Calc-U-Synth by Heavyocity

Heavyocity – Calc-U-Synth…. Everything with Chips!

there is no getting away from the current propensity among sample library and plugin developers to release retro chip libraries, I’m not exactly sure what’s driving it, if like me you are old enough to remember the original computers, consoles and devices that produced these sounds you may recall at the time that our main mission was to hurry ourselves into the future where we would have the technology to rid ourselves of such sounds (despite some sections of the musicians union perceiving them as a threat to their livelihood!), so to some of us it may seem a little strange to want to revisit them in the 21st century!

Having said this, I have just snapped up Heavyocity’s ‘Calc-U-Synth’ whilst it is on introductory offer more for nostalgic purposes, but have to confess to rather enjoying the 8 bit retro trip, even though there are a plethora of real orchestral sample libraries tucked away on my hard drive.

For once with a Heavyocity product you won’t have to concern yourself with not having enough hard drive space for their latest audio monster, Calc-u-Synth is a Reaktor instrument that takes up less than 50Mb of disk space, that’s still 49 times the memory of my old Atari St but this is 2017 and disk space and memory is literally as cheap as chips!

Created for Heavyocity by ICEBREAKER AUDIO Calc-u-Synth is a recreation of Casio’s VL-Tone pocket synth and calculator produced between 1979 and 1984. By it’s very nature it has minimal controls and options when compared to most modern plugins, so let us take a quick tour and see what’s what!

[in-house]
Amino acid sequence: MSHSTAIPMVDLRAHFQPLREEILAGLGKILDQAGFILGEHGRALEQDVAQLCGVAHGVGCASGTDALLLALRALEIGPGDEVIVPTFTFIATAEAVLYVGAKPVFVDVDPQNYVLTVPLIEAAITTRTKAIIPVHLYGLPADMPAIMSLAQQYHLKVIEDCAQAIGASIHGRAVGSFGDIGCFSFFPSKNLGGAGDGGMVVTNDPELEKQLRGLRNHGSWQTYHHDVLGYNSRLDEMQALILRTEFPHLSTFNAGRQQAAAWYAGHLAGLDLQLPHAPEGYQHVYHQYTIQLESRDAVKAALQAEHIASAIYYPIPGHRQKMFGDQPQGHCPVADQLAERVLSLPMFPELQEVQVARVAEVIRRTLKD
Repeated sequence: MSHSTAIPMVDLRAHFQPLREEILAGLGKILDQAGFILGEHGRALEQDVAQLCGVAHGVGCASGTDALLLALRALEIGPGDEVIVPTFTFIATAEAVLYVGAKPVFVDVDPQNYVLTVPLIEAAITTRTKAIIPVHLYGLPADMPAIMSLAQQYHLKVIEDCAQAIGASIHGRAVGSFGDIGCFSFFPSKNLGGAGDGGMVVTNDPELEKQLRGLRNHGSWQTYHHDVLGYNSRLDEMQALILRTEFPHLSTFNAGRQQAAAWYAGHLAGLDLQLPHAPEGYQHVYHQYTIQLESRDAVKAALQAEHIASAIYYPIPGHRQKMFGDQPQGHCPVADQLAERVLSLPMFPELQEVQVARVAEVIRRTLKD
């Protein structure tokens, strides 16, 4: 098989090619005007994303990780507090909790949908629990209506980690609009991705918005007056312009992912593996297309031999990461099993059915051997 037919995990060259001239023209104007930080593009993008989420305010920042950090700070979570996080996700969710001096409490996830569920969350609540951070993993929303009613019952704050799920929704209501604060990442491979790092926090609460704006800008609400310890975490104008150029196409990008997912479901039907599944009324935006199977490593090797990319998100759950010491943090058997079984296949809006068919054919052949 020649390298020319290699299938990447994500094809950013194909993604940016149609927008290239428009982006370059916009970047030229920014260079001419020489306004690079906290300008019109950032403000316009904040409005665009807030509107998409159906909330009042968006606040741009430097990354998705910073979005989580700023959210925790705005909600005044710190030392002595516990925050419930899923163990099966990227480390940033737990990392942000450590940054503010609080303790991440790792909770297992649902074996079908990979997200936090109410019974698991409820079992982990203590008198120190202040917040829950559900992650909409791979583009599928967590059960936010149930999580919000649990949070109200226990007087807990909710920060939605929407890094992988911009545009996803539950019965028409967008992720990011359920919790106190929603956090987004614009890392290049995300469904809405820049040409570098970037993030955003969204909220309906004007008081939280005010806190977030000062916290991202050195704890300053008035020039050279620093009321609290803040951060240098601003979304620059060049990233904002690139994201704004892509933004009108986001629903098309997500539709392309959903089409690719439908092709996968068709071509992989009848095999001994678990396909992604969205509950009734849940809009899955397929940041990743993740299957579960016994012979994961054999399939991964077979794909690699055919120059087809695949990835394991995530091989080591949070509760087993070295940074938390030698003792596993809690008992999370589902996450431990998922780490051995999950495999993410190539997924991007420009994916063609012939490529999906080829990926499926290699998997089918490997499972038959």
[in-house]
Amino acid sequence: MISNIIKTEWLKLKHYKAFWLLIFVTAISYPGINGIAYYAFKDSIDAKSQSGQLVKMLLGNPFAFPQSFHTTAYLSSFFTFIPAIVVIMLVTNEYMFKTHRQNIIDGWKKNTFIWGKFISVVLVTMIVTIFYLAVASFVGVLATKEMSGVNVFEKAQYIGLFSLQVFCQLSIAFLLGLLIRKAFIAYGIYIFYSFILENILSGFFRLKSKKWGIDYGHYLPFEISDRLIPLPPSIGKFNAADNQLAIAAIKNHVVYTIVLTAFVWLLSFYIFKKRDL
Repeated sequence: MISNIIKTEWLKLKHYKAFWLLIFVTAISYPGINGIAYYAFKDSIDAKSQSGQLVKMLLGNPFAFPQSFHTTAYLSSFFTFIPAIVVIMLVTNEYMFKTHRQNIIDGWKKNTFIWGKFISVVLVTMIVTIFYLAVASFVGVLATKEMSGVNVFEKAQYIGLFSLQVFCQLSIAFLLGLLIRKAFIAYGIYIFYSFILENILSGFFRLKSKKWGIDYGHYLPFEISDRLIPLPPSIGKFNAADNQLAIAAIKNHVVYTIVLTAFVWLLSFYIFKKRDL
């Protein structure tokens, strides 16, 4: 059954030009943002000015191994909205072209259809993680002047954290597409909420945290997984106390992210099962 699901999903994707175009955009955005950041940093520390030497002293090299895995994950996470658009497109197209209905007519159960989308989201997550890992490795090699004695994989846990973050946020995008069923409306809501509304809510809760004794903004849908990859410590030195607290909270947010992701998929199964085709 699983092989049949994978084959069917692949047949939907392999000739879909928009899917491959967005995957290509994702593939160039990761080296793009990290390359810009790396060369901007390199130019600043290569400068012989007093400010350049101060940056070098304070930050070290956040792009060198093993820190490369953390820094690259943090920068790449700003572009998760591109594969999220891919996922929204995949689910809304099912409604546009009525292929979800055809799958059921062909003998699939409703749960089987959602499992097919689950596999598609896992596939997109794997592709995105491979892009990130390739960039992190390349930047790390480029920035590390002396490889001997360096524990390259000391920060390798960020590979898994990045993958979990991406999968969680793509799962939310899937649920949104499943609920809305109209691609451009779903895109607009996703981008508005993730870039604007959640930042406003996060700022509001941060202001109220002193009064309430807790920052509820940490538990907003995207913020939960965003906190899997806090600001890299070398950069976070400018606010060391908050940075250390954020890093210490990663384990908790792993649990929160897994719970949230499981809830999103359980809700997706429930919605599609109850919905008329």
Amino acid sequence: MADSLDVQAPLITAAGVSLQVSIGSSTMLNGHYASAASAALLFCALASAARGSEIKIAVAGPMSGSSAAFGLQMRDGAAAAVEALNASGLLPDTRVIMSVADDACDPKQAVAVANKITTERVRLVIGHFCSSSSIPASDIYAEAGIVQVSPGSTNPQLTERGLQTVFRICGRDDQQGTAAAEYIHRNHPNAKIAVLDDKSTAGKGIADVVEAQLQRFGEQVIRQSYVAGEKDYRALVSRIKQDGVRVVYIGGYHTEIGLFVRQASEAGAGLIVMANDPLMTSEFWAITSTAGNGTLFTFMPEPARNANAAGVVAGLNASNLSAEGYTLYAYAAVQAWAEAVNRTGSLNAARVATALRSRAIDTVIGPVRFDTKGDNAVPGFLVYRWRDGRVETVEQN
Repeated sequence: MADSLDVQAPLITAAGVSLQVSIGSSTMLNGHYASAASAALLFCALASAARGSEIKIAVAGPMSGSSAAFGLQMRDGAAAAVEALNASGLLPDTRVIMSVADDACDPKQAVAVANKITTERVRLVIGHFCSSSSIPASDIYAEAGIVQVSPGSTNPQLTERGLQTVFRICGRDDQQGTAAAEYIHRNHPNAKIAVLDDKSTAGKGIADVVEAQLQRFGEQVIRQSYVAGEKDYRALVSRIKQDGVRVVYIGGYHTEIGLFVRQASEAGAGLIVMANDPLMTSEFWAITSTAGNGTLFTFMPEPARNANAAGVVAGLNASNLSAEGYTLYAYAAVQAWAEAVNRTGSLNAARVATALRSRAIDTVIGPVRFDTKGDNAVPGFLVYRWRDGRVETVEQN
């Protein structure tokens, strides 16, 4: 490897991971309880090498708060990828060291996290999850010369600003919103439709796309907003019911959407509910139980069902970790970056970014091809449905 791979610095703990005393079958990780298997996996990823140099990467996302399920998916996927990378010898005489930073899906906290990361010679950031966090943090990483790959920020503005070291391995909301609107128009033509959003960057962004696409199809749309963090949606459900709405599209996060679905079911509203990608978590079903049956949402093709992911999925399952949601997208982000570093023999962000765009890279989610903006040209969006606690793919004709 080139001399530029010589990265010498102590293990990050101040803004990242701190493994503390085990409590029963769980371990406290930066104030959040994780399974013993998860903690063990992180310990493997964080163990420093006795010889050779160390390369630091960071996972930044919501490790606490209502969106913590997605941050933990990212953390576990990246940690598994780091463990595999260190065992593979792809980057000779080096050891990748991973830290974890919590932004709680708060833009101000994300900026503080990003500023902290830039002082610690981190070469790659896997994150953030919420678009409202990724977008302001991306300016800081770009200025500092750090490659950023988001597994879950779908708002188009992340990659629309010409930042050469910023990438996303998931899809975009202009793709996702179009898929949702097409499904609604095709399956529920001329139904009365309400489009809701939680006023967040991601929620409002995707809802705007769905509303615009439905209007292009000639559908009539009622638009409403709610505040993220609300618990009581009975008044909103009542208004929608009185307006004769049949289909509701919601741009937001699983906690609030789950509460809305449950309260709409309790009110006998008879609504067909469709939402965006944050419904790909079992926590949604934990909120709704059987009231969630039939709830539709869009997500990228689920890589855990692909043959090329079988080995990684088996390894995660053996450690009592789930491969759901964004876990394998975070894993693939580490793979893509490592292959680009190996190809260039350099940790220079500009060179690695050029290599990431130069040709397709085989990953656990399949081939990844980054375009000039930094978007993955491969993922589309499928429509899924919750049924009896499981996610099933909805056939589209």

The Library Browser

Bypassing Vendor and Product, the third controller knob is assigned to banks where you will find the following categories.
Fx, Melodic, Rhythmic which are then sub filtered by type providing sound fx, Synth lead, synth miscellaneous, Bowed Strings and Synth pad.

Further filtering of sub types give such delights as Synth Strings, Machine, Classic Mono Lead, Dirty Lead, Other lead, Soft lead, Fx synth, melodic sequences, other sequences, percussive synth, Bright pad, Dirty pad and other pad.

The penultimate knob is mode, which provides Appregiated, Glide/Pitch Mod, Monophonic, Percussive, Sequence/loop, Slow Attack, Synthetic and Tempo synced.

Finally the preset knob gives us access to the 75 preset patches.

The Edit Section

As with most Komplete Kontrol libraries the controls that are mapped to the keyboard knobs are a compromise between performance and quick tweak controls and more advanced library functionality and features within the GUI that do not lend themselves to knob mapping such as button click events. This is particularly true of Reaktor based products where users can create their own instruments by way of incorporating a variety of blocks, in a similar way that a modular hardware synthesizer is patched together.

Naturally there is no accessible way to do this, so some of the possible signal routing options that our sighted counterparts enjoy are not available to us, frustrating of course but whenever I hit those roadblocks I have to remind myself that less than two years ago none of this would have been possible without Komplete Kontrol access.